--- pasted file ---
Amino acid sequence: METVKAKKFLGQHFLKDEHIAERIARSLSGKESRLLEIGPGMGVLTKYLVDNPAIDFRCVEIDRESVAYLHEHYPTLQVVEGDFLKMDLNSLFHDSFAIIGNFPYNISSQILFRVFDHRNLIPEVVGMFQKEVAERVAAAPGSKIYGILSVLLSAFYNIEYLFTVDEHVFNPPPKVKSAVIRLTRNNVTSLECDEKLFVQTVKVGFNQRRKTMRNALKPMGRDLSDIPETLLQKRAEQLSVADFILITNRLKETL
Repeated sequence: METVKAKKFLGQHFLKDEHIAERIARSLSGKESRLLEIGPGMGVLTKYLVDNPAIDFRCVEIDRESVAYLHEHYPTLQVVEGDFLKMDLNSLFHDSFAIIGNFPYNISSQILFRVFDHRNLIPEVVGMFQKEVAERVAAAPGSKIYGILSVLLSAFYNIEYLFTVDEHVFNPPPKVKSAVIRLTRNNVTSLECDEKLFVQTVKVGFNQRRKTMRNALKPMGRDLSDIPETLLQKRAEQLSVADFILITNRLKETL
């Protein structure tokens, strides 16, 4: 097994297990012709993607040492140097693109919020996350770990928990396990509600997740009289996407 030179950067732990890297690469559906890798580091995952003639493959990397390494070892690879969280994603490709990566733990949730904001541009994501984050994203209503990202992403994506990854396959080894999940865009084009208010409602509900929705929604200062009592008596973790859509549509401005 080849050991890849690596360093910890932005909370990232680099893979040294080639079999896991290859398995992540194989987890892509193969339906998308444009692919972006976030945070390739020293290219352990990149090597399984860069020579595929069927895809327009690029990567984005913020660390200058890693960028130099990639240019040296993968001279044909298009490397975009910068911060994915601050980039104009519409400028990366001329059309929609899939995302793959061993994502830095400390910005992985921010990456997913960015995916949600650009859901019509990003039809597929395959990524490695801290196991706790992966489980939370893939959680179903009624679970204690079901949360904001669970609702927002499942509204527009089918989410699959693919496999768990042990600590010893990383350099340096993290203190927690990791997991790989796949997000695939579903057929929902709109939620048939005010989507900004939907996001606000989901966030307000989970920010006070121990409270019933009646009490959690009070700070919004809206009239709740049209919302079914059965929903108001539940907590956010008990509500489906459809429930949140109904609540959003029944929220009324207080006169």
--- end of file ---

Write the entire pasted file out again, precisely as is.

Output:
Amino acid sequence: METVKAKKFLGQHFLKDEHIAERIARSLSGKESRLLEIGPGMGVLTKYLVDNPAIDFRCVEIDRESVAYLHEHYPTLQVVEGDFLKMDLNSLFHDSFAIIGNFPYNISSQILFRVFDHRNLIPEVVGMFQKEVAERVAAAPGSKIYGILSVLLSAFYNIEYLFTVDEHVFNPPPKVKSAVIRLTRNNVTSLECDEKLFVQTVKVGFNQRRKTMRNALKPMGRDLSDIPETLLQKRAEQLSVADFILITNRLKETL
Repeated sequence: METVKAKKFLGQHFLKDEHIAERIARSLSGKESRLLEIGPGMGVLTKYLVDNPAIDFRCVEIDRESVAYLHEHYPTLQVVEGDFLKMDLNSLFHDSFAIIGNFPYNISSQILFRVFDHRNLIPEVVGMFQKEVAERVAAAPGSKIYGILSVLLSAFYNIEYLFTVDEHVFNPPPKVKSAVIRLTRNNVTSLECDEKLFVQTVKVGFNQRRKTMRNALKPMGRDLSDIPETLLQKRAEQLSVADFILITNRLKETL
């Protein structure tokens, strides 16, 4: 097994297990012709993607040492140097693109919020996350770990928990396990509600997740009289996407 030179950067732990890297690469559906890798580091995952003639493959990397390494070892690879969280994603490709990566733990949730904001541009994501984050994203209503990202992403994506990854396959080894999940865009084009208010409602509900929705929604200062009592008596973790859509549509401005 080849050991890849690596360093910890932005909370990232680099893979040294080639079999896991290859398995992540194989987890892509193969339906998308444009692919972006976030945070390739020293290219352990990149090597399984860069020579595929069927895809327009690029990567984005913020660390200058890693960028130099990639240019040296993968001279044909298009490397975009910068911060994915601050980039104009519409400028990366001329059309929609899939995302793959061993994502830095400390910005992985921010990456997913960015995916949600650009859901019509990003039809597929395959990524490695801290196991706790992966489980939370893939959680179903009624679970204690079901949360904001669970609702927002499942509204527009089918989410699959693919496999768990042990600590010893990383350099340096993290203190927690990791997991790989796949997000695939579903057929929902709109939620048939005010989507900004939907996001606000989901966030307000989970920010006070121990409270019933009646009490959690009070700070919004809206009239709740049209919302079914059965929903108001539940907590956010008990509500489906459809429930949140109904609540959003029944929220009324207080006169």